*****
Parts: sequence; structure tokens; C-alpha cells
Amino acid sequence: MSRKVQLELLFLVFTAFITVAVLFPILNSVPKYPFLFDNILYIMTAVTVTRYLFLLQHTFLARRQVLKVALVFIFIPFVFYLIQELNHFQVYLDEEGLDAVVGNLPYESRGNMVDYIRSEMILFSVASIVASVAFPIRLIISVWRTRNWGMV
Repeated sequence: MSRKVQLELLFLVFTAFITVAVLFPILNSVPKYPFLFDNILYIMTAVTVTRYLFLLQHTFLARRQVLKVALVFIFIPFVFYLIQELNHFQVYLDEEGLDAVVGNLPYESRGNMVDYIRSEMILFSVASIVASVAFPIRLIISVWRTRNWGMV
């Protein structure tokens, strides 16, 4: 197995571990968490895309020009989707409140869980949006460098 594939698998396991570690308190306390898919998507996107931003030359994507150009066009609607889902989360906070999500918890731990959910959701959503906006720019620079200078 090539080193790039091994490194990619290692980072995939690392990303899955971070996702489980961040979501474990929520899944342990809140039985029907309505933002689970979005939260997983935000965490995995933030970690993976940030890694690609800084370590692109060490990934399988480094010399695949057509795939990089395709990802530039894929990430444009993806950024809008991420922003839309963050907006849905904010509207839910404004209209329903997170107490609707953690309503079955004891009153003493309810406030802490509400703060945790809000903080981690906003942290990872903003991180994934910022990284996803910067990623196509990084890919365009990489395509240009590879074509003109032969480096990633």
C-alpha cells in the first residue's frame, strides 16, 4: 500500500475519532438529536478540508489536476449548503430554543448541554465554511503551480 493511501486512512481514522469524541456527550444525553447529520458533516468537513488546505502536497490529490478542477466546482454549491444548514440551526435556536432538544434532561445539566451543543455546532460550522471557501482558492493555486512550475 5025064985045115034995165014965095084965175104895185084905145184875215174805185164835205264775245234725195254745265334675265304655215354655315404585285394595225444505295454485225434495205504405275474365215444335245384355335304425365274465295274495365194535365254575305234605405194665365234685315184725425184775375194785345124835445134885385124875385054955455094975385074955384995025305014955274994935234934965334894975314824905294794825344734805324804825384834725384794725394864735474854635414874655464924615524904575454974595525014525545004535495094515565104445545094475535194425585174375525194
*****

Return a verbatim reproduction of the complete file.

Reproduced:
Parts: sequence; structure tokens; C-alpha cells
Amino acid sequence: MSRKVQLELLFLVFTAFITVAVLFPILNSVPKYPFLFDNILYIMTAVTVTRYLFLLQHTFLARRQVLKVALVFIFIPFVFYLIQELNHFQVYLDEEGLDAVVGNLPYESRGNMVDYIRSEMILFSVASIVASVAFPIRLIISVWRTRNWGMV
Repeated sequence: MSRKVQLELLFLVFTAFITVAVLFPILNSVPKYPFLFDNILYIMTAVTVTRYLFLLQHTFLARRQVLKVALVFIFIPFVFYLIQELNHFQVYLDEEGLDAVVGNLPYESRGNMVDYIRSEMILFSVASIVASVAFPIRLIISVWRTRNWGMV
């Protein structure tokens, strides 16, 4: 197995571990968490895309020009989707409140869980949006460098 594939698998396991570690308190306390898919998507996107931003030359994507150009066009609607889902989360906070999500918890731990959910959701959503906006720019620079200078 090539080193790039091994490194990619290692980072995939690392990303899955971070996702489980961040979501474990929520899944342990809140039985029907309505933002689970979005939260997983935000965490995995933030970690993976940030890694690609800084370590692109060490990934399988480094010399695949057509795939990089395709990802530039894929990430444009993806950024809008991420922003839309963050907006849905904010509207839910404004209209329903997170107490609707953690309503079955004891009153003493309810406030802490509400703060945790809000903080981690906003942290990872903003991180994934910022990284996803910067990623196509990084890919365009990489395509240009590879074509003109032969480096990633």
C-alpha cells in the first residue's frame, strides 16, 4: 500500500475519532438529536478540508489536476449548503430554543448541554465554511503551480 493511501486512512481514522469524541456527550444525553447529520458533516468537513488546505502536497490529490478542477466546482454549491444548514440551526435556536432538544434532561445539566451543543455546532460550522471557501482558492493555486512550475 5025064985045115034995165014965095084965175104895185084905145184875215174805185164835205264775245234725195254745265334675265304655215354655315404585285394595225444505295454485225434495205504405275474365215444335245384355335304425365274465295274495365194535365254575305234605405194665365234685315184725425184775375194785345124835445134885385124875385054955455094975385074955384995025305014955274994935234934965334894975314824905294794825344734805324804825384834725384794725394864735474854635414874655464924615524904575454974595525014525545004535495094515565104445545094475535194425585174375525194